Playboys in Paradise: Masculinity, Youth and Leisure-Style in Modern America

Playboys in Paradise: Masculinity, Youth and Leisure-Style in Modern America

Playboys in Paradise: Masculinity, Youth and Leisure-Style in Modern America

Playboys in Paradise: Masculinity, Youth and Leisure-Style in Modern America


Post-war America was an exciting time. It was an age characterized by backyard barbecues and beach parties, mai-tai cocktails and Ford Mustangs, high school hops, Hawaiian shirts and Hugh Hefner's Playboy empire. This book charts middle-class America's move towards an ethos of conspicuous consumption and sexual license during the fifties and sixties.Focusing on two of the period'smost visible icons--the swinging bachelor and the vibrant teenager--this book looks at the interconnected changes that took place for American youth culture and masculinity as consumption and leisure established themselves as the dominant features of middle-class life. The author draws on a wide variety of popular examples--men's magazines, fashion and style, books, film and music--to argue that the bachelor and the teenager were complementary and interrelated stereotypes that shaped America's youth. Magazines such as Esquire and Playboy, and bands like the Beach Boys, framed and shaped a new meaning of the young American male that contrasted sharply with previous values of sobriety and moderation. This book discusses the images and icons that shaped masculinity in particular. By focusing on the changes both in masculine identity and in the form and representation of youth culture, American life is looked at from a fresh and innovative perspective.


What strikes me about the whole thing is that this crime – its planning, execution, and the police action that followed – is a unique product of the times. It seems designed for the style and tempo of the mid-Sixties – a mass-media crime. Everything about it had a superficial kind of yé-yé glamour. The cast of characters – on both sides of the law – talked and acted as if they were part of a scenario for one of the now popular hard-bitten, jazzy movies or TV serials. The crime was sexy, it was athletic, it was cool, way out, and as they say, not to be believed. It was also pretty stupid when you think about it.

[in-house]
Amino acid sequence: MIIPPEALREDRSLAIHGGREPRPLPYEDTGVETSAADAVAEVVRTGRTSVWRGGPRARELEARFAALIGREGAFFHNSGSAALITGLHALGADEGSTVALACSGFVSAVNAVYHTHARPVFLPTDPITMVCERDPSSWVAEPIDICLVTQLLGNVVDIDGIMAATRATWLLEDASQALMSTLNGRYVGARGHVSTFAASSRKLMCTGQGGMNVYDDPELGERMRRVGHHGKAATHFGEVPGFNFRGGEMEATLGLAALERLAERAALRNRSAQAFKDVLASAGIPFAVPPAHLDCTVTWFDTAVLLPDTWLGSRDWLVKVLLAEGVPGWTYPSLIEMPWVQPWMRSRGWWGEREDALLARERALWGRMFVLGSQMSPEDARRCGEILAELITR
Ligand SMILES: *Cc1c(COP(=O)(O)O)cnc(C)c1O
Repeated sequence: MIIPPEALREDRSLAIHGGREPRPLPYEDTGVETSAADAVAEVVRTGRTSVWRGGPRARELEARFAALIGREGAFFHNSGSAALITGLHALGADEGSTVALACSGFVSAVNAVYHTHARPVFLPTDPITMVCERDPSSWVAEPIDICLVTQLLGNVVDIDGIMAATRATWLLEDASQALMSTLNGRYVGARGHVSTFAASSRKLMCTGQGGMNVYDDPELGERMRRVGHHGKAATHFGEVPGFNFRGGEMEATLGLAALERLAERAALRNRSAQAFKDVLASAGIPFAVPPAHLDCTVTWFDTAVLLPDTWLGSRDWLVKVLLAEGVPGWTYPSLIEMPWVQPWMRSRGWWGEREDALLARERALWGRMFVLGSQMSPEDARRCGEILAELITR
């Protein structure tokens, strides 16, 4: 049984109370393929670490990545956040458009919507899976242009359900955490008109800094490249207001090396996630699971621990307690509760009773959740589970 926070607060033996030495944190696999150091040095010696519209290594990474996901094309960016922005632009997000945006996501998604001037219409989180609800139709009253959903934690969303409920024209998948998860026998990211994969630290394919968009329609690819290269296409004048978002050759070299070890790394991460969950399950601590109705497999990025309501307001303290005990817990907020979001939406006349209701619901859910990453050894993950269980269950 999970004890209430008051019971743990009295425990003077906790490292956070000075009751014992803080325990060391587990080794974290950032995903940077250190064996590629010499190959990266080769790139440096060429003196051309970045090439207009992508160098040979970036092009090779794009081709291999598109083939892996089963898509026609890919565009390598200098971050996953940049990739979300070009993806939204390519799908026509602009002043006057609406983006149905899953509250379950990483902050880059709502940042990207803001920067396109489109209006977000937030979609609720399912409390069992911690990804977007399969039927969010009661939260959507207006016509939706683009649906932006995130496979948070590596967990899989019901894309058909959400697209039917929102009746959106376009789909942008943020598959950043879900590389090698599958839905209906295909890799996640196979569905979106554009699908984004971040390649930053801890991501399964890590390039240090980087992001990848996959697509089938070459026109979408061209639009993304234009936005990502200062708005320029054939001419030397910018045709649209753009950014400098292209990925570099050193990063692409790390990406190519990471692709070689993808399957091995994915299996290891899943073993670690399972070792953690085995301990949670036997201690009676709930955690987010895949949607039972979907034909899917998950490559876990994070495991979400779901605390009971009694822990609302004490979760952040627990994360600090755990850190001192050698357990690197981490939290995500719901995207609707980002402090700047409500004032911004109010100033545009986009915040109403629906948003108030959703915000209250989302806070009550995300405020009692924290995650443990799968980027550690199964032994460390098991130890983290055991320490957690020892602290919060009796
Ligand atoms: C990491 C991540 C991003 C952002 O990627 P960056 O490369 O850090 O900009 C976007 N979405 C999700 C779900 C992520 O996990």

But who cares? The style was there. The crooks had a kind of Man from U.N.C.L.E. appeal; they were just – well – not dowdy. As you follow through the story, you can almost hear the beat of a souped-up musical score that might have been written for it by someone like John Barry (Goldfinger).

Jack Roth, ‘The Beach Boy Caper’, Esquire, September 1965: 118.


By any measure the robbery was audacious. In 1964, in the dead of a chill October night, thieves broke into the American Museum of National History in New York and made off with a small fortune in gems and precious stones – a haul that included the Star of India, the world's largest star sapphire. In itself the burglary was spectacularly newsworthy. Yet what was already one of the biggest news stories of the winter became a media frenzy when, several days later, FBI agents arrested three suspects in Miami.

The threesome – Roger Clark, Allan Kuhn and Jack Murphy – captivated the public imagination through both their looks and their dynamic lifestyle. The ‘Beach Boys’, as they were dubbed by the press, exuded flamboyant charisma. In their twenties, they were all good-looking, tanned and athletic and all seemed to boast dashingly glamorous occupations. Clark was a yacht skipper and swimming-instructor, Kuhn a skin diver and aspiring night-club singer, while Murphy – known as ‘Murph the Surf’ – was a professional surfer who claimed to have introduced the sport to Miami a few years earlier. The gang's history as thuggish, small-time criminals went almost unnoticed as the media conjured with images of winsome rogues living lives of . . .

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